Forest nursery pests
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Forest nursery pests

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Published by U.S. Dept. of Agriculture, Forest Service, [For sale by the Supt. of Docs., U.S. G.P.O. in [Washington, DC] .
Written in English



  • United States


  • Trees -- Diseases and pests -- United States -- Handbooks, manuals, etc.,
  • Forest nurseries -- United States -- Handbooks, manuals, etc.

Book details:

Edition Notes

StatementCharles E. Cordell ... [et al.].
SeriesAgriculture handbook ;, no. 680, Agriculture handbook (United States. Dept. of Agriculture) ;, no. 680.
ContributionsCordell, Charles E., United States. Forest Service.
LC ClassificationsSB762 .F673 1989
The Physical Object
Paginationix, 184 p. :
Number of Pages184
ID Numbers
Open LibraryOL1984804M
LC Control Number90600002

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Forest Nursery Pests (Agriculture Handbook No. ) by laxa on , no comments. Forest Nursery Pests (Agriculture Handbook No. ). Forest Nursery Pests 7 surface). Poorly drained soils can lead to root rot development in bareroot nurseries or can result in slow drainage from a container nursery site. If poor drainage is a problem in a portion of the nursery, subsoiling (deep plowing to fracture im­. The management of tropical forest ecosystems is essential to the health of the planet. This book addresses forest insect pest problems across the world’s tropics, addressing the pests’ ecology, impact and possible approaches for their control. Fully updated, this second edition also includes discussions of new areas of interest including climate change, invasive species, forest. Forest Nursery Pests. USDA Forest Service, Agriculture Handbook No. , pp. Hosts. Seedlings of black walnut are highly susceptible to a root rot disease caused by Phytophthora spp., especially P. cinnamomi, P. cactorum, and P. citricola. Distribution.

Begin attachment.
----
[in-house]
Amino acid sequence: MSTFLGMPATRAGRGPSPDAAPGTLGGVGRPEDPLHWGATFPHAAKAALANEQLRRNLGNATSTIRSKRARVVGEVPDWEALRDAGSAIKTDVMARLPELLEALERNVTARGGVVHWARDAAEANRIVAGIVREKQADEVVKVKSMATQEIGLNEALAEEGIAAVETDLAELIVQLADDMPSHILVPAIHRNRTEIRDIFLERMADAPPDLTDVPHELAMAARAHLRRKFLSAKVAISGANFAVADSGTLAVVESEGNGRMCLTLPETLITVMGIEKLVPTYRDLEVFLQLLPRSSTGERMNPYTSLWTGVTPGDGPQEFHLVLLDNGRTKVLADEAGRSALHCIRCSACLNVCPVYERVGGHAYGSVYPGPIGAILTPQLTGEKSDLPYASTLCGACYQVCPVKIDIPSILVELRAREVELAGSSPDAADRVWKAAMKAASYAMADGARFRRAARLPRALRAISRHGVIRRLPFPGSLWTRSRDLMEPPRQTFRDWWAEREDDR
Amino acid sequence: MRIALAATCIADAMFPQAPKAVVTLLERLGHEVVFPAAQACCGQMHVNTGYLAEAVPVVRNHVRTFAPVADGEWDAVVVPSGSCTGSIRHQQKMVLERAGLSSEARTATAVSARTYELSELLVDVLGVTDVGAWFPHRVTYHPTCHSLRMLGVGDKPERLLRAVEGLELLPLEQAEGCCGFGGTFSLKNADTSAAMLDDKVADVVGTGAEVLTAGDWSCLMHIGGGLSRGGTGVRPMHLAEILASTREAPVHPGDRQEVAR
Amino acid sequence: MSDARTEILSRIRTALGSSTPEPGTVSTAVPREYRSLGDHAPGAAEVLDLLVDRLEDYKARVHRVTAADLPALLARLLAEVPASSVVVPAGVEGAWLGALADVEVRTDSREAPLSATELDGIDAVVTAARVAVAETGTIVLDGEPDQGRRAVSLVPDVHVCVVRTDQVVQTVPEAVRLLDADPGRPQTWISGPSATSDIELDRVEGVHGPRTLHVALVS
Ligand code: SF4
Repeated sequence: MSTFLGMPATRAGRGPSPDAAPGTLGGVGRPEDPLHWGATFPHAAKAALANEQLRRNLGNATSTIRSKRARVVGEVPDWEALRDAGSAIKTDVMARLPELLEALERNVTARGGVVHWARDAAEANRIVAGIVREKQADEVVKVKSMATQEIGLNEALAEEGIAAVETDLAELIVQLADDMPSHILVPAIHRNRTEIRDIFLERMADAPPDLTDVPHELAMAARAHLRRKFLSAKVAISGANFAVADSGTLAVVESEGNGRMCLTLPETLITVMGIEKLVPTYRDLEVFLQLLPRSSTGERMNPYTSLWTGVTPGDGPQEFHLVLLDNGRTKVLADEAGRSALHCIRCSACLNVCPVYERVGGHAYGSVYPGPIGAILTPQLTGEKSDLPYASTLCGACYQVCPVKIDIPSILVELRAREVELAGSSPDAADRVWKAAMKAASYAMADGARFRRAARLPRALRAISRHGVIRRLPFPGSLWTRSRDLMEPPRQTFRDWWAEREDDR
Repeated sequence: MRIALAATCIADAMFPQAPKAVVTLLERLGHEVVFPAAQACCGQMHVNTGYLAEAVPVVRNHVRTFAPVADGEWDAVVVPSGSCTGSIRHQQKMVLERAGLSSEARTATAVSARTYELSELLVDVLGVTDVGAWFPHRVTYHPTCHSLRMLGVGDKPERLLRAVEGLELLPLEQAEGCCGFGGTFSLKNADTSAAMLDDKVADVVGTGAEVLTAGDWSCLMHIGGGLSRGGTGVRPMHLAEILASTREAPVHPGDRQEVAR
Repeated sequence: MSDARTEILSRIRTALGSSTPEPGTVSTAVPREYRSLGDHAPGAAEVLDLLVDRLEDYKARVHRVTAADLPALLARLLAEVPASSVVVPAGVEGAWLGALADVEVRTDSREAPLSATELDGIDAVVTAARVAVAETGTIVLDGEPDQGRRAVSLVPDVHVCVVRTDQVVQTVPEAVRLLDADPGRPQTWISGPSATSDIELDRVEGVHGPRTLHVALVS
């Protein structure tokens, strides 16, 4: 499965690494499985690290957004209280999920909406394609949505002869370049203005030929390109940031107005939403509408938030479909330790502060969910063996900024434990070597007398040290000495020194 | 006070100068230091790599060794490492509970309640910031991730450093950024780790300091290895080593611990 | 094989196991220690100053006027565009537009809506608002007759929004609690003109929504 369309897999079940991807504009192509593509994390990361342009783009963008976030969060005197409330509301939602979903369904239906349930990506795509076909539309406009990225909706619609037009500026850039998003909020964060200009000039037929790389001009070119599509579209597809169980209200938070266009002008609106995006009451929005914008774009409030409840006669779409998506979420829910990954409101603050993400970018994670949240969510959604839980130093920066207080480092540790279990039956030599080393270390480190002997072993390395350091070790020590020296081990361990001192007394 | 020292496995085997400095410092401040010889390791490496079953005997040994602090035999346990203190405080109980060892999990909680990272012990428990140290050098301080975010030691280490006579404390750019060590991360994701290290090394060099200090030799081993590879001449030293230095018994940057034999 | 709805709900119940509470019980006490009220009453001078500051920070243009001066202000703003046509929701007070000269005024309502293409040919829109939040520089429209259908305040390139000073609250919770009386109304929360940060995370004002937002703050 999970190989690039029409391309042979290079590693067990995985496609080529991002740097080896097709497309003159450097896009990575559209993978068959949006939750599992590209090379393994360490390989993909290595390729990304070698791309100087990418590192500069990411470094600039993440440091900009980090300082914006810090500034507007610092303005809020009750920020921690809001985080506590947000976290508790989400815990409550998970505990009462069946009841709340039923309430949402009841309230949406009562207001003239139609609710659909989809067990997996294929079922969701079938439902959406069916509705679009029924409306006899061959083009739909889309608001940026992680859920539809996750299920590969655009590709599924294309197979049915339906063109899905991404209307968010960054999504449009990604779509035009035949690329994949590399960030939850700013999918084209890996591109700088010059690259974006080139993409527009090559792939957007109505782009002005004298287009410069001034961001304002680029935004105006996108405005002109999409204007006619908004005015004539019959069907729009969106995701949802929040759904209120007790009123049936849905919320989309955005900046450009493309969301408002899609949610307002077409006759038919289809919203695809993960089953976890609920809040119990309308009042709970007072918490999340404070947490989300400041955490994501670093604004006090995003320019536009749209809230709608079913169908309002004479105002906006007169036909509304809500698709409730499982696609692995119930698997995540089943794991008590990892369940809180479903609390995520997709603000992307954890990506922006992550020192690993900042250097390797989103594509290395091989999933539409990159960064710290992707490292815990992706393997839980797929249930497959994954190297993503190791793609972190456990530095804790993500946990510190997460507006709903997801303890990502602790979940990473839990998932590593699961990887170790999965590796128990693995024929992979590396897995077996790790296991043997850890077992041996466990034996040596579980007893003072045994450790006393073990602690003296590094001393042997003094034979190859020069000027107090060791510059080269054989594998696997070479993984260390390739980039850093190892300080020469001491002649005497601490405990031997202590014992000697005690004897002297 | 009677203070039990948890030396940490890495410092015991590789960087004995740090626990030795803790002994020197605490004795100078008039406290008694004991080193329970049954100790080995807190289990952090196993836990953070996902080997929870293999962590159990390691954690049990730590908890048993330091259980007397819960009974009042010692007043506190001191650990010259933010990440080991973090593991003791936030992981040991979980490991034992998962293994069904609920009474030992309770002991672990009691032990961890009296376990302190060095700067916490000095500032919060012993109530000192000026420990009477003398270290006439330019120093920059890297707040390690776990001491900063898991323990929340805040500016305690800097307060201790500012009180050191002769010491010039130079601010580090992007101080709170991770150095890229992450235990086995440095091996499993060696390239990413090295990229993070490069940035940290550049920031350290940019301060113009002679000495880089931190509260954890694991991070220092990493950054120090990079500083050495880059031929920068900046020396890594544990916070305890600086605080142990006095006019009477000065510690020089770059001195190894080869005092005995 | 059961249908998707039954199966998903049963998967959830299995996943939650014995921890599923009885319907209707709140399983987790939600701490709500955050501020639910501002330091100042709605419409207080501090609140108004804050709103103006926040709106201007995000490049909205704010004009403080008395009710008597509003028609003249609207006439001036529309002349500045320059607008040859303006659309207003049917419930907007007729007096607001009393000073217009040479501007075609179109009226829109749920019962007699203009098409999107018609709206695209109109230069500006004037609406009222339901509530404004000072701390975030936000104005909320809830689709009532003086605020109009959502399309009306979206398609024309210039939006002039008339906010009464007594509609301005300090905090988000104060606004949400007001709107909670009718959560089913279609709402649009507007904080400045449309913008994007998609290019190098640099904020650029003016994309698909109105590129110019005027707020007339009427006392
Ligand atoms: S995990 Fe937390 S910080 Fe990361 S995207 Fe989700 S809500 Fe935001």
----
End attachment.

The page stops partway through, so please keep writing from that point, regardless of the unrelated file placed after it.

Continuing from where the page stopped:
Forest Nursery Pests. USDA Forest Service, Agriculture Handbook No. , pp. Hosts. Larvae of several genera of May or June beetles, commonly known as white grubs, feed on the roots of many herbaceous and woody plants. All coniferous and hardwood seedlings are susceptible to attack. This handbook is dedicated to the memory of Susan Tucker, Forest Service editor in the Washington Office of Forest Pest Management. She was working on the manuscript at the time of her death, in November Acknowledgements; Diagnosis of Pest Problems; Integrated Nursery Pest Management; Evaluation of Nursery Losses Due to Pests; Soil-Pest. Forest Nursery Diseases in the United States INTRODUCTION Forest nurseries and the seedlings they grow play an important part in keeping this Nation's forest lands productive. The need for more trees and forests, for a host of purposes, is steadily increasing. Currently, millions of acres of commercial forest. The nursery manager has a basic knowledge of symptoms and a habit of careful observation and can usually diagnose most forest nursery pest problems. The first step in diagnosing a pest problem is recognizing that a problem exists. To do this, the manager must routinely monitor the nursery and learn what healthy seedlings look like under all conditions.